1st grade, written independently:

7 K deer story journalThe Hunters
Once there was a pack of animals. All kinds of animals, but there were not many animals because the people were destroying them, so the buffalo said we will charge them. Suddenly a couple of arrows came whizzing right past the buffalo and hit a deer. “Run”, said the buffalo as another arrow whizzed past his ear. As they were running a fox fell. “Eek” said a mouse as another arrow came whizzing past him. All a sudden the arrows stopped coming. The forest fell silent. The people stopped yelling. They fell off a cliff.

2nd-3rd Grade-Shannon presenting

8 emma writing e 9 2nd story fish got away As one unit this year, ‘list books’ were chosen as mentor texts, as models for the children’s own writing. A number of list books were explored, and Shannon showed how the children noticed common elements and the use of good adjectives. Shannon read five list books to us. We looked closely at Tough Boris just as the children did. We answered questions just as the children do. Shannon showed how the children brainstorm before starting a writing project. She then showed us the list books her children had written for their reading buddies. It was clear in their writing how they had absorbed so much from the list books. It was also clear that they had taken into account their audience (their reading buddies) when they wrote the books. We all enjoyed a great photo display of the children in the midst of their book writing project. The display is now in the upstairs hallway. The 2nd-3rd has just had a Publishing Party for their memoirs.

10 2nd story pool 11 memoir 3rd 12 3rd memoir ship 13 deep in a book

4th-6th Grade-George presenting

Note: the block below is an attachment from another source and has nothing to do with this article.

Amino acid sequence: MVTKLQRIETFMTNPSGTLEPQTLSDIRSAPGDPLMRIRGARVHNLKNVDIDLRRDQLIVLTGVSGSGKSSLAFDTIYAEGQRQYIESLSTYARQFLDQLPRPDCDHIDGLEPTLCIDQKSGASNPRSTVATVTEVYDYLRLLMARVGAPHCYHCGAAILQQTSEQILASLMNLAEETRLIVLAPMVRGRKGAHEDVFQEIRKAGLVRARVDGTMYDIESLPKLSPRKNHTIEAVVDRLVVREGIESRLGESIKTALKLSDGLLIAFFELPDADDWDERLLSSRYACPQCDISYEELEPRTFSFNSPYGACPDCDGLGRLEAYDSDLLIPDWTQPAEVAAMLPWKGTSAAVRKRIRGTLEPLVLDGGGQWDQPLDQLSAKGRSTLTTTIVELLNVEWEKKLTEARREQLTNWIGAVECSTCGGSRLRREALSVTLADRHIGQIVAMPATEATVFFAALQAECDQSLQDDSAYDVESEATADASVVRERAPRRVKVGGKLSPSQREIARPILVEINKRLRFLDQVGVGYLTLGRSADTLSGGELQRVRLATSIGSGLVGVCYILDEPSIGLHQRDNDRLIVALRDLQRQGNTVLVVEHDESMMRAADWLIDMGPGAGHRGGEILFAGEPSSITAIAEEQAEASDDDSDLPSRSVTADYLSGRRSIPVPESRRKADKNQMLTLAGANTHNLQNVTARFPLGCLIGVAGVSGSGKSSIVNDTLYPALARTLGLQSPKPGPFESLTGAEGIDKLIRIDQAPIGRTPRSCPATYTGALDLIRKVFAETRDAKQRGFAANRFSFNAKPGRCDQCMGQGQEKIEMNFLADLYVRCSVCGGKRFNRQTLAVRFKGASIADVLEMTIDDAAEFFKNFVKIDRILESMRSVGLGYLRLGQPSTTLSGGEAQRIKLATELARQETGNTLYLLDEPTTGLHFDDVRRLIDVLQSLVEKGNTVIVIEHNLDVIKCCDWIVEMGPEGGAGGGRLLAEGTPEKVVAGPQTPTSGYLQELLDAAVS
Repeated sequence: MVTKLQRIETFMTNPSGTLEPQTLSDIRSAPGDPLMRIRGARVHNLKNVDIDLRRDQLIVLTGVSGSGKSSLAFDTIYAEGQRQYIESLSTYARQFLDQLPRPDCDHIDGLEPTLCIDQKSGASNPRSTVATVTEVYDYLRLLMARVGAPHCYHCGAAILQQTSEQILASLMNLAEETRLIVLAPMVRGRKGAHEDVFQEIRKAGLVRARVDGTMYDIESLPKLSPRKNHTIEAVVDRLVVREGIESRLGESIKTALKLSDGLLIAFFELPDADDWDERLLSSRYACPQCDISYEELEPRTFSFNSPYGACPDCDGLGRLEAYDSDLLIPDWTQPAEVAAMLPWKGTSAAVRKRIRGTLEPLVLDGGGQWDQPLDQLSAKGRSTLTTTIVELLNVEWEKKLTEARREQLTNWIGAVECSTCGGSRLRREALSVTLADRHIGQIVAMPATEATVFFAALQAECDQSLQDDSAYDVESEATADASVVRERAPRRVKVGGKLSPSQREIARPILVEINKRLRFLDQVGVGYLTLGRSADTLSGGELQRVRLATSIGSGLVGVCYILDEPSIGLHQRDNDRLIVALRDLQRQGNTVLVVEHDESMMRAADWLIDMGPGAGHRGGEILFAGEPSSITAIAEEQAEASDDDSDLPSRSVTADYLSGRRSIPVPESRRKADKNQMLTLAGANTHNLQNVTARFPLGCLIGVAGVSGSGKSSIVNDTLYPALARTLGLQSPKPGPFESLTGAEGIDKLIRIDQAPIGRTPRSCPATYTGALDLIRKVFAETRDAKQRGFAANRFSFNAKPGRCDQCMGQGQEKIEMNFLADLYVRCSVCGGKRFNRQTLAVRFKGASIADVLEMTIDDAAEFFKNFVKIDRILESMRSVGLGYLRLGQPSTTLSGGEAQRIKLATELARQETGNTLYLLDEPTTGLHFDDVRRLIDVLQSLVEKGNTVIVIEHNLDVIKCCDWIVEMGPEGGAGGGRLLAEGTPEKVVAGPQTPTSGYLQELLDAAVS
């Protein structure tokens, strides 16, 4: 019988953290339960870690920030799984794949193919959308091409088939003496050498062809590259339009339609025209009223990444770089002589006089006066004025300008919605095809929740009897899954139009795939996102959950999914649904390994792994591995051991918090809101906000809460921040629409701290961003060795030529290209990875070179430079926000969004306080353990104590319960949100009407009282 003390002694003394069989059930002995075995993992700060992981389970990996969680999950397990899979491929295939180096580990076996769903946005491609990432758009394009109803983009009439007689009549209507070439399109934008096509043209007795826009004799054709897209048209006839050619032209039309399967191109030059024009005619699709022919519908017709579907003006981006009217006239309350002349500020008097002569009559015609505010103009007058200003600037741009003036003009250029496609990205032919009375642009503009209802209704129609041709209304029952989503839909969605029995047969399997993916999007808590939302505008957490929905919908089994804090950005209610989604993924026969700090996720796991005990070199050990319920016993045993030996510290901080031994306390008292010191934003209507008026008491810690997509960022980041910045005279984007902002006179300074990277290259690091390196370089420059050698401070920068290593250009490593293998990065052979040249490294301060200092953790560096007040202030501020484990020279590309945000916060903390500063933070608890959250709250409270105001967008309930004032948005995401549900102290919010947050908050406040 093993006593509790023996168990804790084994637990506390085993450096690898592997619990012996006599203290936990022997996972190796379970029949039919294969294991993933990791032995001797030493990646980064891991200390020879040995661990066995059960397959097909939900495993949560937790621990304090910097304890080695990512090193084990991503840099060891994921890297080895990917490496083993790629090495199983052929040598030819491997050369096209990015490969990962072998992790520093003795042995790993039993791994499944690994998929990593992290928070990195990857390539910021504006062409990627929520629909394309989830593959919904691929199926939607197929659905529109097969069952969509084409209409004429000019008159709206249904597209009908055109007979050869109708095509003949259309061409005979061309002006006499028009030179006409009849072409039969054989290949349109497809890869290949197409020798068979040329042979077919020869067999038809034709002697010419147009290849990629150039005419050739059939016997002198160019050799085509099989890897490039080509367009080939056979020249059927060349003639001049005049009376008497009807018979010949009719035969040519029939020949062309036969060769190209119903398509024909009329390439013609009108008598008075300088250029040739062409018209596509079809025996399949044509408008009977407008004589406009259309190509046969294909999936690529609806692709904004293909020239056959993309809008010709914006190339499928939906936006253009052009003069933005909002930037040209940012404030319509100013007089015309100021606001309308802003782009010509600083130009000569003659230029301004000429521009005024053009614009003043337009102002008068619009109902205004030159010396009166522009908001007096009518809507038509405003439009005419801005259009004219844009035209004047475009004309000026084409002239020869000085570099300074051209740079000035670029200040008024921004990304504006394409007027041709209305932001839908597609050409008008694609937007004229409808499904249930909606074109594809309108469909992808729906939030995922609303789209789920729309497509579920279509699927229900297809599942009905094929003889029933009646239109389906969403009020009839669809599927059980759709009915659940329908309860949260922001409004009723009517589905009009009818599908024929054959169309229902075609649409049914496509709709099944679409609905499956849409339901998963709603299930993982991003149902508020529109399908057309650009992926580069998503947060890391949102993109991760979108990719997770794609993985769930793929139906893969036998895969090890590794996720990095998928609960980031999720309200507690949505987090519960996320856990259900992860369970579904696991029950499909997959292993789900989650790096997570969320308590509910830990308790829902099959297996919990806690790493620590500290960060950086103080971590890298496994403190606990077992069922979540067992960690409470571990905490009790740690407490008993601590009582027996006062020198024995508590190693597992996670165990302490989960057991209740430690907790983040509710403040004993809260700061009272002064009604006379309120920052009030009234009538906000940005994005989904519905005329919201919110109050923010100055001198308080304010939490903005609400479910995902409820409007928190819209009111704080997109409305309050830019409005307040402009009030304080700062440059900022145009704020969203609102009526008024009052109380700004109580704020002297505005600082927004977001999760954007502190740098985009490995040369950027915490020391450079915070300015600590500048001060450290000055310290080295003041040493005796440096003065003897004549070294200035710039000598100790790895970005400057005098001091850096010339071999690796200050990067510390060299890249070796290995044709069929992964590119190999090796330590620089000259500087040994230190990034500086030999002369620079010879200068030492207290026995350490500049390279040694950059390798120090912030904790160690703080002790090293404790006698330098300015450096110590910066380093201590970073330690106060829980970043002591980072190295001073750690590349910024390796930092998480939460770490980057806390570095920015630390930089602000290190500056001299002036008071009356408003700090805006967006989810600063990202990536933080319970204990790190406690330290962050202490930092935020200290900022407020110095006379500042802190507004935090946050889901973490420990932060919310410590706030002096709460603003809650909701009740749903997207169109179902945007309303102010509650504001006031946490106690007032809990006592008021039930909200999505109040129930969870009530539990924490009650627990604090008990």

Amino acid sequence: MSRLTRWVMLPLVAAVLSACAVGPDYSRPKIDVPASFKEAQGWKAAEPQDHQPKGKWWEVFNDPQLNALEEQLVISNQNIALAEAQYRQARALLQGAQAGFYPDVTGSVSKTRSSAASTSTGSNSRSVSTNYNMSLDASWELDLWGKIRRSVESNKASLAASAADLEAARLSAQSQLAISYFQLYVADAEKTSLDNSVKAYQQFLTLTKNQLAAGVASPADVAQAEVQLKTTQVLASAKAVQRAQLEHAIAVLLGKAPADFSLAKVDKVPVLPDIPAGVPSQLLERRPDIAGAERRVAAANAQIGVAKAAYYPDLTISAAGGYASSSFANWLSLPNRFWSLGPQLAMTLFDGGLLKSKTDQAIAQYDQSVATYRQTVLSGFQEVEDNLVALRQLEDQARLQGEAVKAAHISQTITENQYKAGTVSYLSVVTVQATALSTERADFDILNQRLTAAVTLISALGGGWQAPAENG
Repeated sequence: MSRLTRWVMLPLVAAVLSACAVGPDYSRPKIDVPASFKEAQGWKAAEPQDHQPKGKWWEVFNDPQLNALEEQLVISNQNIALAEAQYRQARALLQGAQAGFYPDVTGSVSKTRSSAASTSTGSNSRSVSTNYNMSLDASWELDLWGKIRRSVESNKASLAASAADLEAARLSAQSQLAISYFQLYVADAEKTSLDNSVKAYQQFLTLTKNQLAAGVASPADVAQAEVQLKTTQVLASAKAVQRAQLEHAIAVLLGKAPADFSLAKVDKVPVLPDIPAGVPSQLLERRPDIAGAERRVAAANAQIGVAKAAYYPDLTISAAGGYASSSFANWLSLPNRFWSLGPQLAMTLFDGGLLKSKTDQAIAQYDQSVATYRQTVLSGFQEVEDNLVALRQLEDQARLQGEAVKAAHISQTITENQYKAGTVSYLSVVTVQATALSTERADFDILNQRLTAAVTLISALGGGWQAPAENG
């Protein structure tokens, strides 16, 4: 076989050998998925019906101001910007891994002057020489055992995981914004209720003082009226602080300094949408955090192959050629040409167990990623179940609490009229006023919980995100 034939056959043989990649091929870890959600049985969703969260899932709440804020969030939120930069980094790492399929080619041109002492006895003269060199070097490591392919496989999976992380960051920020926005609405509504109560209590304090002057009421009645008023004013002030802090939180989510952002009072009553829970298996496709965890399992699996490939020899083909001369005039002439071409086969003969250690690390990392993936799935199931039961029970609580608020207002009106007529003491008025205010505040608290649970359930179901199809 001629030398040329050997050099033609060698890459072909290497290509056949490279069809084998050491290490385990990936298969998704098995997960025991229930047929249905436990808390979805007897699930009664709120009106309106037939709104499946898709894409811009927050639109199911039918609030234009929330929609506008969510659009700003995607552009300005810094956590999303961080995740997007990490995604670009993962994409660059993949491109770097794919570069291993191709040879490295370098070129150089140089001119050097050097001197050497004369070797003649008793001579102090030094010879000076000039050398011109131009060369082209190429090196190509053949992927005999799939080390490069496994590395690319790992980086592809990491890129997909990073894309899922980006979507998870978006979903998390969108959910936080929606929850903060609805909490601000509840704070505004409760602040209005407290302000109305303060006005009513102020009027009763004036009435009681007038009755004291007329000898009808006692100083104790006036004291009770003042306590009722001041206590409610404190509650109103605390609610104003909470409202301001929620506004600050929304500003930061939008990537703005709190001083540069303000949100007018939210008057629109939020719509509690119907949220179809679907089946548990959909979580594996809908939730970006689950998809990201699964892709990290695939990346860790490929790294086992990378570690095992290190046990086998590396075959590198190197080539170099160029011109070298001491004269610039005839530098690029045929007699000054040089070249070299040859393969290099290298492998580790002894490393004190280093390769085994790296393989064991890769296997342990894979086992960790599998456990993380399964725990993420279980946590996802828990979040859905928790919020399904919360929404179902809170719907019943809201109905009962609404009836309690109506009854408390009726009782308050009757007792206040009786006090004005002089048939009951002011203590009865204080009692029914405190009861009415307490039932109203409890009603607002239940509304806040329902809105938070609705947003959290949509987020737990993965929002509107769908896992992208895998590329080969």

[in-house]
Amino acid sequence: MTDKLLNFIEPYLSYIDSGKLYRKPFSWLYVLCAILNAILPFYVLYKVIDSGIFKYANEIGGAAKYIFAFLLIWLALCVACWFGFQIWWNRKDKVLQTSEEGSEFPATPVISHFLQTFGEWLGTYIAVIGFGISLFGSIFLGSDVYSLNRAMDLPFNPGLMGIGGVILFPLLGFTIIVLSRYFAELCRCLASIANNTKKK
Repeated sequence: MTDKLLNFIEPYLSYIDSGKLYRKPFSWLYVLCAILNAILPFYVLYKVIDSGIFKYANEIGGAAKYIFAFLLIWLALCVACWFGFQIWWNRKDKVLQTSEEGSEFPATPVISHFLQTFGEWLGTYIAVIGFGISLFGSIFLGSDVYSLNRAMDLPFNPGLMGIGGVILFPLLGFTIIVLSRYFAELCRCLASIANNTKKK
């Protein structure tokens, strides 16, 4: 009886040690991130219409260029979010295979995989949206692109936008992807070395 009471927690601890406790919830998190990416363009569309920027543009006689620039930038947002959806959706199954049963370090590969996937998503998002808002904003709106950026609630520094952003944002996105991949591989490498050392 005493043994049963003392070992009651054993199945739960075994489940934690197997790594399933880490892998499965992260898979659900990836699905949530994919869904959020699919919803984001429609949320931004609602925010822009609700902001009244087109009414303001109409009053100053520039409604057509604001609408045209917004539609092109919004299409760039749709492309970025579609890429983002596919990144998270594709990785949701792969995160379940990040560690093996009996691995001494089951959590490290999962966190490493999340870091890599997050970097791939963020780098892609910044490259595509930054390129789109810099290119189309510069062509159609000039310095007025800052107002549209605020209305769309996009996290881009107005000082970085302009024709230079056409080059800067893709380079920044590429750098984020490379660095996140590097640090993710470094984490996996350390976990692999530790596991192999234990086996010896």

14 picnic Bears 15 4th picnic with bears The 4th-6th grade also took on the project of writing books for reading buddies. First the children carefully looked at a number of children’s books and noticed the themes, structure, common features such as repetition and an ending ‘twist’, story mountain and language. We also looked at three of the dozen books that the children had studied: We are Going on a Bear Hunt, One Snowy Night, and Mrs. Armitage on Wheels. We divided into groups and each group looked carefully at one of the books, just as the children would. As the children did, we then reported to the larger group the details of what we had read. George then read a number of books that the children had written and illustrated, which demonstrated their understanding of the structure of children’s books, and all books for that matter. George ended by reminding us of how the children act out the story in preschool- representing how they have integrated story into themselves- and how the 4th-6th graders write their own original play based on their theme of the year every spring, also representing how they have integrated story into themselves. From absorbing all their fiction and non-fiction books throughout the year, they imaginatively come up with a riveting plot and interesting characters for the play. They eagerly write lines and scenes for homework each night, and the resulting compilation is The Play. And the 4th-6th graders learn their lines, build and decorate the set, and act out the play to a full audience at the Town Hall, with music and lighting. So the preschool acting-out-the-story-weekly spirals up as a progression through the grades to a full scale play, a more mature version, with the children still integrating story into themselves. When children graduate from the Village School, they leave as confident imaginative skilled writers.

16 if I had a car for reading buddy 17 if I had a car 1 18 if I had a car 2 19 if I had a car 3 20 if I had a car 4 21 if I had a car 5

The evening ended with looking at a variety of children’s work, and a short questions and answers session. We all left with greater clarity and understanding of the Language Arts program at the Village School.